“There are lots of technologies that capture VOCs before they enter the atmosphere that are required in other industries like gas stations,” Butsic explains. “Before [emissions] standards can be set for cannabis, we need recognition of the issue and long-term data to develop regulatory statutes—and we’re a long way from that because federal prohibition has hindered research and we don’t have the science yet.”
The post The Environmental Downside of Cannabis Cultivation appeared first on JSTOR Daily.
The tech got away from us
And we weren’t ready
I don’t think we’re wired to handle this
Those lines come from Octet, a new a cappella musical about digital addiction from Tony-winning composer Dave Malloy. Octet offers a theatrical riposte to our increasingly saturated digital lives: Over the course of ninety minutes, the show takes us inside an imagined 12-step support group for eight digital addicts, each of whom speaks to a different online pathology. I was lucky to see a recent performance, and was awed by its insightful (not to mention amusing) take on digital temptations like online dating, conspiracy sites, and Candy Crush.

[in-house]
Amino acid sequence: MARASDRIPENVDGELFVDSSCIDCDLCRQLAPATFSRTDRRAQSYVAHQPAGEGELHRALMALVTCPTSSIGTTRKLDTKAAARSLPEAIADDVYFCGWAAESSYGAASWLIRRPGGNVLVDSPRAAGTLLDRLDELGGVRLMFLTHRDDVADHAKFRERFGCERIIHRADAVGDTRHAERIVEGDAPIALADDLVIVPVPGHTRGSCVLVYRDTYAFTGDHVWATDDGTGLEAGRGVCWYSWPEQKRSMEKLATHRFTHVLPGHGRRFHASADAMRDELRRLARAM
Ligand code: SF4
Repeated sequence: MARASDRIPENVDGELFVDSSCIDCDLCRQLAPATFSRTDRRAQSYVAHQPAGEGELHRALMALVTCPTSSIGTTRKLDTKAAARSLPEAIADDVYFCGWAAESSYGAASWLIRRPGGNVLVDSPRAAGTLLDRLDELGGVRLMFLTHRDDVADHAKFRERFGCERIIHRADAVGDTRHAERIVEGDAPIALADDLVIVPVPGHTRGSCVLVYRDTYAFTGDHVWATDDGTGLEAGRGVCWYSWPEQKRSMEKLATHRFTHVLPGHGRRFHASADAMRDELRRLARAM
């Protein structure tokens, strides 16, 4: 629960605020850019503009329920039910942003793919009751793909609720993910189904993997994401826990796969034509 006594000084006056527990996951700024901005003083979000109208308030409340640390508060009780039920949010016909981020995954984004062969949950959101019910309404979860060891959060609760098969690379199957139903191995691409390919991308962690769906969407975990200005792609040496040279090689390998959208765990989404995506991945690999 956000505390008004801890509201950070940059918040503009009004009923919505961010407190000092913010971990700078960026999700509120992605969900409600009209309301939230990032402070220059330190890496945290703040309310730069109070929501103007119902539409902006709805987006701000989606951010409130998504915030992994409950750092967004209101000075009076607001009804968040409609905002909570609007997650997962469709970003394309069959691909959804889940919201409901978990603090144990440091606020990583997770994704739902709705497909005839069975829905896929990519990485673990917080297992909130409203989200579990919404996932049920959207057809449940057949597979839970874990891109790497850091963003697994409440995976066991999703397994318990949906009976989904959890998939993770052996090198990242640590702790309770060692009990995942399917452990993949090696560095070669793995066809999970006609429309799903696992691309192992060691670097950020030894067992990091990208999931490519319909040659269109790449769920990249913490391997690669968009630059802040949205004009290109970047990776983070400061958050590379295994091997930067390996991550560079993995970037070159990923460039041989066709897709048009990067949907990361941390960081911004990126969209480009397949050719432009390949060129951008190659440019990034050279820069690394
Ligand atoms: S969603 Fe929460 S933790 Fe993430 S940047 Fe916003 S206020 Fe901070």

But perhaps the most striking thing about Octet is its very existence. As a thoughtful and entertaining consideration of the various perils of life online, Octet is an early harbinger of an inevitable wave of cultural production: Art and entertainment designed to help us navigate the emotional and psychological perils of the digital world.
These distresses are the necessary by-product of technological innovation itself. As Paul Virilio famously wrote in “An Architect’s Crime,” the advent of any new technology “necessarily entails the creation of a new kind of specific accident; for the invention of the ship ushered in the shipwreck; the invention of the railway, the derailment; of the plane, the plane crash; of the computer, the bug or virus.”